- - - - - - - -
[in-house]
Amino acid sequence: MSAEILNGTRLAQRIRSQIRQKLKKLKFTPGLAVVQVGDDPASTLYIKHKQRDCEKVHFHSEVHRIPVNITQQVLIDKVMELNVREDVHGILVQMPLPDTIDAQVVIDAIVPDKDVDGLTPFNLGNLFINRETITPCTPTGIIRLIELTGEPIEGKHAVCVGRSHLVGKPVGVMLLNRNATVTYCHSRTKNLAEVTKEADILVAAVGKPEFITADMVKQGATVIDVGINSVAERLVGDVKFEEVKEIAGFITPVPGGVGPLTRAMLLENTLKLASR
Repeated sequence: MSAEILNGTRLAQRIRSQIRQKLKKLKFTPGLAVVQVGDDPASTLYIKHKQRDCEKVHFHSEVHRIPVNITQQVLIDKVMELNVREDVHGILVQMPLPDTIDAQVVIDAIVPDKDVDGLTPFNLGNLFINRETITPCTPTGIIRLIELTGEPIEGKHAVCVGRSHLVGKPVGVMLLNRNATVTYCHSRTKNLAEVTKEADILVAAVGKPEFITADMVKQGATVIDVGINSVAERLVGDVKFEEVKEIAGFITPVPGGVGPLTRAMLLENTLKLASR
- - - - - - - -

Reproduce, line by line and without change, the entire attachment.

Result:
[in-house]
Amino acid sequence: MSAEILNGTRLAQRIRSQIRQKLKKLKFTPGLAVVQVGDDPASTLYIKHKQRDCEKVHFHSEVHRIPVNITQQVLIDKVMELNVREDVHGILVQMPLPDTIDAQVVIDAIVPDKDVDGLTPFNLGNLFINRETITPCTPTGIIRLIELTGEPIEGKHAVCVGRSHLVGKPVGVMLLNRNATVTYCHSRTKNLAEVTKEADILVAAVGKPEFITADMVKQGATVIDVGINSVAERLVGDVKFEEVKEIAGFITPVPGGVGPLTRAMLLENTLKLASR
Repeated sequence: MSAEILNGTRLAQRIRSQIRQKLKKLKFTPGLAVVQVGDDPASTLYIKHKQRDCEKVHFHSEVHRIPVNITQQVLIDKVMELNVREDVHGILVQMPLPDTIDAQVVIDAIVPDKDVDGLTPFNLGNLFINRETITPCTPTGIIRLIELTGEPIEGKHAVCVGRSHLVGKPVGVMLLNRNATVTYCHSRTKNLAEVTKEADILVAAVGKPEFITADMVKQGATVIDVGINSVAERLVGDVKFEEVKEIAGFITPVPGGVGPLTRAMLLENTLKLASR